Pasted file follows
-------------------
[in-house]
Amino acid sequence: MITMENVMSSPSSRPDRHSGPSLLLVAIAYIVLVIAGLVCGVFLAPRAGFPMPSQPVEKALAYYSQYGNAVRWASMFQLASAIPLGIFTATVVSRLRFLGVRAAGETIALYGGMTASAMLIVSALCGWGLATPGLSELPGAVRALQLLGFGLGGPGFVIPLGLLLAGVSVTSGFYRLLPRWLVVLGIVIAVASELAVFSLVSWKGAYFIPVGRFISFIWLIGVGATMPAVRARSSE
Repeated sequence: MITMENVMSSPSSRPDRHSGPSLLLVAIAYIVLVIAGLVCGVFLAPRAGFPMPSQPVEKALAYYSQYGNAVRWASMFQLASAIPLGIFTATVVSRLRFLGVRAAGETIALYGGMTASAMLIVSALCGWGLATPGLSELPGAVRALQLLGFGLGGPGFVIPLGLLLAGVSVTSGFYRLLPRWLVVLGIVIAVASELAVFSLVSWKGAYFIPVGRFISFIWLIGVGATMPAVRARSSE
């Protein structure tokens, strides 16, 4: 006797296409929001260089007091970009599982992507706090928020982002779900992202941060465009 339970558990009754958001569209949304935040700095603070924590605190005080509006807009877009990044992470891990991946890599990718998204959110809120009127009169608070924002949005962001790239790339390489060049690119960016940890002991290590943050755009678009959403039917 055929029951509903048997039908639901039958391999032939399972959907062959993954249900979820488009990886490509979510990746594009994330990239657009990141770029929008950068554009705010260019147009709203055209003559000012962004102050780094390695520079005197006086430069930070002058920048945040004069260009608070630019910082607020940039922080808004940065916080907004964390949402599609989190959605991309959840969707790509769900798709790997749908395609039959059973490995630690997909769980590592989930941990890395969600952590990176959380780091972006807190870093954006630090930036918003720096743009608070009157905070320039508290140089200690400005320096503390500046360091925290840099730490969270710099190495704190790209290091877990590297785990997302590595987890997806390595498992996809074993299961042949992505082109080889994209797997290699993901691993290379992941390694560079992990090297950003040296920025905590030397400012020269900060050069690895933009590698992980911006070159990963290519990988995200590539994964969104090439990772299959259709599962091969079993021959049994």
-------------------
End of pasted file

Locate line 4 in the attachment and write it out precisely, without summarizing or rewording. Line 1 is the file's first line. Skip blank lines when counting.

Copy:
């Protein structure tokens, strides 16, 4: 006797296409929001260089007091970009599982992507706090928020982002779900992202941060465009 339970558990009754958001569209949304935040700095603070924590605190005080509006807009877009990044992470891990991946890599990718998204959110809120009127009169608070924002949005962001790239790339390489060049690119960016940890002991290590943050755009678009959403039917 055929029951509903048997039908639901039958391999032939399972959907062959993954249900979820488009990886490509979510990746594009994330990239657009990141770029929008950068554009705010260019147009709203055209003559000012962004102050780094390695520079005197006086430069930070002058920048945040004069260009608070630019910082607020940039922080808004940065916080907004964390949402599609989190959605991309959840969707790509769900798709790997749908395609039959059973490995630690997909769980590592989930941990890395969600952590990176959380780091972006807190870093954006630090930036918003720096743009608070009157905070320039508290140089200690400005320096503390500046360091925290840099730490969270710099190495704190790209290091877990590297785990997302590595987890997806390595498992996809074993299961042949992505082109080889994209797997290699993901691993290379992941390694560079992990090297950003040296920025905590030397400012020269900060050069690895933009590698992980911006070159990963290519990988995200590539994964969104090439990772299959259709599962091969079993021959049994």